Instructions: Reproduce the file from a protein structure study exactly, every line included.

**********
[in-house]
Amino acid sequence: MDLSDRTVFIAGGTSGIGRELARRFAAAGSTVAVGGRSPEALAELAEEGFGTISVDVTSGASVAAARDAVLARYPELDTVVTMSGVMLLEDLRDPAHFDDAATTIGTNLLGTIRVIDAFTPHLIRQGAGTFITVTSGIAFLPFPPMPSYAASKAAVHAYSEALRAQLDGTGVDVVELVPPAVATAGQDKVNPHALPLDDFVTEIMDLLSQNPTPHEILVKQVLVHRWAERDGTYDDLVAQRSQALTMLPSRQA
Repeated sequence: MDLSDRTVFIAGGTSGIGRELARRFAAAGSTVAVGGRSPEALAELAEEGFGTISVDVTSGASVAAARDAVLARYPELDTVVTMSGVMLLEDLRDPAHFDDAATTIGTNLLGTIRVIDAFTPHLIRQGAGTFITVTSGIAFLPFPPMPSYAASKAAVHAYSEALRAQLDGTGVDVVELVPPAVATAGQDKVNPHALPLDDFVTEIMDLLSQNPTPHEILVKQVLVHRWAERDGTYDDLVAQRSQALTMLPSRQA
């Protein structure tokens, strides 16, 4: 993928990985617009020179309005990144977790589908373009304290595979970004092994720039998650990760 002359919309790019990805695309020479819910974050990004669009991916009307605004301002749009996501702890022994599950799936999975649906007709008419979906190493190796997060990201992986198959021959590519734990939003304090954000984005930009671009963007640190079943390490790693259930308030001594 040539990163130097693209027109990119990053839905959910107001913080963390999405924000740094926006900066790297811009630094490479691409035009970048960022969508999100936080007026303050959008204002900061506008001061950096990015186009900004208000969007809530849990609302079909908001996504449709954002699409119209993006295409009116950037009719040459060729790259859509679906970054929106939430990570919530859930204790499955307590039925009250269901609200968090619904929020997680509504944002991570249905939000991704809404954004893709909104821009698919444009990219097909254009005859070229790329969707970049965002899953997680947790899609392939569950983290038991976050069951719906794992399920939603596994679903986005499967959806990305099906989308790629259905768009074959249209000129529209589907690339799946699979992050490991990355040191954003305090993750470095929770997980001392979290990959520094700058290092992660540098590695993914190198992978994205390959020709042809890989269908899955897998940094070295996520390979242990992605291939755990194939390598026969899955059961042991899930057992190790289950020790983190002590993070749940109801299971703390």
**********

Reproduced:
[in-house]
Amino acid sequence: MDLSDRTVFIAGGTSGIGRELARRFAAAGSTVAVGGRSPEALAELAEEGFGTISVDVTSGASVAAARDAVLARYPELDTVVTMSGVMLLEDLRDPAHFDDAATTIGTNLLGTIRVIDAFTPHLIRQGAGTFITVTSGIAFLPFPPMPSYAASKAAVHAYSEALRAQLDGTGVDVVELVPPAVATAGQDKVNPHALPLDDFVTEIMDLLSQNPTPHEILVKQVLVHRWAERDGTYDDLVAQRSQALTMLPSRQA
Repeated sequence: MDLSDRTVFIAGGTSGIGRELARRFAAAGSTVAVGGRSPEALAELAEEGFGTISVDVTSGASVAAARDAVLARYPELDTVVTMSGVMLLEDLRDPAHFDDAATTIGTNLLGTIRVIDAFTPHLIRQGAGTFITVTSGIAFLPFPPMPSYAASKAAVHAYSEALRAQLDGTGVDVVELVPPAVATAGQDKVNPHALPLDDFVTEIMDLLSQNPTPHEILVKQVLVHRWAERDGTYDDLVAQRSQALTMLPSRQA
């Protein structure tokens, strides 16, 4: 993928990985617009020179309005990144977790589908373009304290595979970004092994720039998650990760 002359919309790019990805695309020479819910974050990004669009991916009307605004301002749009996501702890022994599950799936999975649906007709008419979906190493190796997060990201992986198959021959590519734990939003304090954000984005930009671009963007640190079943390490790693259930308030001594 040539990163130097693209027109990119990053839905959910107001913080963390999405924000740094926006900066790297811009630094490479691409035009970048960022969508999100936080007026303050959008204002900061506008001061950096990015186009900004208000969007809530849990609302079909908001996504449709954002699409119209993006295409009116950037009719040459060729790259859509679906970054929106939430990570919530859930204790499955307590039925009250269901609200968090619904929020997680509504944002991570249905939000991704809404954004893709909104821009698919444009990219097909254009005859070229790329969707970049965002899953997680947790899609392939569950983290038991976050069951719906794992399920939603596994679903986005499967959806990305099906989308790629259905768009074959249209000129529209589907690339799946699979992050490991990355040191954003305090993750470095929770997980001392979290990959520094700058290092992660540098590695993914190198992978994205390959020709042809890989269908899955897998940094070295996520390979242990992605291939755990194939390598026969899955059961042991899930057992190790289950020790983190002590993070749940109801299971703390």